Speaking of conflicts between civil and military authorities, Lincoln asked: “What has become of our old friend Bob Lewis, of DeWitt county? Do you remember a story that Bob used to tell us about his going to Missouri to look up some Mormon lands that belonged to his father? You know that when Robert became of age he found among the papers of his father a number of warrants and patents for lands in Northeast Missouri, and he concluded the best thing he could do was to go to Missouri and investigate the condition of things. It being before the days of railroads, he started on horseback, with a pair of old-fashioned saddle-bags. When he arrived where he supposed his land was situated, he stopped, hitched his horse, and went into a cabin standing close by the roadside. He found the proprietor, a lean, lank, leathery looking man, engaged in the pioneer business of making bullets preparatory to a hunt. Mr. Lewis observed, on entering, a rifle suspending in a couple of buck horns above the fire. He said to the man: “I am looking up some lands that I think belong to my father,” and inquired of the man in what section he lived. Without having ascertained the section, Mr. Lewis proceeded to exhibit his title papers in evidence, and, having established a good title, as he though, said to the man: “Now, that is my title. What is yours?” The pioneer, who had by this time become somewhat interested in the proceedings, pointed his long finger toward the rifle. Said he: “Young man, do you see that gun? ” Mr. Lewis frankly admitted that he did. “Well,’ said he, “that is my title, and if you don’t get out of here pretty d__d quick, you will feel the force of it.”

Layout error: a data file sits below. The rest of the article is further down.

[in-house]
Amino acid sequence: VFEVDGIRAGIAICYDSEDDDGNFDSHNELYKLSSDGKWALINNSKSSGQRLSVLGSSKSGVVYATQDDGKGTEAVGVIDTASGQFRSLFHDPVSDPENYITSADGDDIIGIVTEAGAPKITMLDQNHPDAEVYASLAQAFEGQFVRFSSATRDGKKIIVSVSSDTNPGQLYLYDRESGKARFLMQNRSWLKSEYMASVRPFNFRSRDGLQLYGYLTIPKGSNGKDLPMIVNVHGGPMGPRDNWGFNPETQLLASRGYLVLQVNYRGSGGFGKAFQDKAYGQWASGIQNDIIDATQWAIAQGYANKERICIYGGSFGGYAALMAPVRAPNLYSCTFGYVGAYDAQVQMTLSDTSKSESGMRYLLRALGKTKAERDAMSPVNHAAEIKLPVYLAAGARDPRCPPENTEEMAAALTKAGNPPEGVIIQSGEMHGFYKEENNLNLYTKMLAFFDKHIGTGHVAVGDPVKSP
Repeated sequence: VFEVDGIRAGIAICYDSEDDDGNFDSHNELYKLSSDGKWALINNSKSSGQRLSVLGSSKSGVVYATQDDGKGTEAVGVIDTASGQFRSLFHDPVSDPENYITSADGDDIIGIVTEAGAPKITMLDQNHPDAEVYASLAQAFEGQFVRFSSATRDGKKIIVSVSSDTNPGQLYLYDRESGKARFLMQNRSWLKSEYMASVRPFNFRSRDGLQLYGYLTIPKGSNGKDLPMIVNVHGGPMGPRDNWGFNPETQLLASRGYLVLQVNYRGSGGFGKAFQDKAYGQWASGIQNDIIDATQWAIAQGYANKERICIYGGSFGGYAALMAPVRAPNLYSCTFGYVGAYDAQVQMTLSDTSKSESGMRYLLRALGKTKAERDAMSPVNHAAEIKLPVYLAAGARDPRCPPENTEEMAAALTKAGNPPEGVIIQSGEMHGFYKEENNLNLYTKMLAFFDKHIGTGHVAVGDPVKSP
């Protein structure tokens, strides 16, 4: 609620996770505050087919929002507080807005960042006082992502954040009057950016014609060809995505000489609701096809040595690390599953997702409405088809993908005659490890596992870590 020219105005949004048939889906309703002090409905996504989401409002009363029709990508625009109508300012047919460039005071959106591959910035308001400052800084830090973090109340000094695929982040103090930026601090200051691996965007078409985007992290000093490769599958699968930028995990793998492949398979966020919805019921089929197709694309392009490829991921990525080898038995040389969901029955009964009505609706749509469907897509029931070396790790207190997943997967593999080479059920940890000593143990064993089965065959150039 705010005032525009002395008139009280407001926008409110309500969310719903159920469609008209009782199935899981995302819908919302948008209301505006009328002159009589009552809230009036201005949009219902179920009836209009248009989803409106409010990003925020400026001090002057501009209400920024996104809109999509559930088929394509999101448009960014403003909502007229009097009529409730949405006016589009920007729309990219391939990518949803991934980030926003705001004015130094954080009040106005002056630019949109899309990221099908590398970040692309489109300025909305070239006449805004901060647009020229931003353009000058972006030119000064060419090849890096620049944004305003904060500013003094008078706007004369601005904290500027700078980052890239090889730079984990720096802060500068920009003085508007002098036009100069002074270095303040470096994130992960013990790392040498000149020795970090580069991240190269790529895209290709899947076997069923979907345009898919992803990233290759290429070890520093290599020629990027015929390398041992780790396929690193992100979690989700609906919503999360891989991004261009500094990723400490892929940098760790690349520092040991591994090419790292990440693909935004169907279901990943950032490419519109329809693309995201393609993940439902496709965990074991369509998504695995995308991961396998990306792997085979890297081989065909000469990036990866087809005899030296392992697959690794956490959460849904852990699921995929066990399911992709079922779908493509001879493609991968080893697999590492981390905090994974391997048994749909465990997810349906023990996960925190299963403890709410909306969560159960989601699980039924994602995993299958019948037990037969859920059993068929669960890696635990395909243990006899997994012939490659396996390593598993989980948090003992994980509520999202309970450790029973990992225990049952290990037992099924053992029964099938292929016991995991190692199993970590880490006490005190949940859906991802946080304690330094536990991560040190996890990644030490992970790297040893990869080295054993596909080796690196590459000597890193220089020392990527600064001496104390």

Allen Thorndike Rice, Reminiscences of Abraham Lincoln, p. 211-213.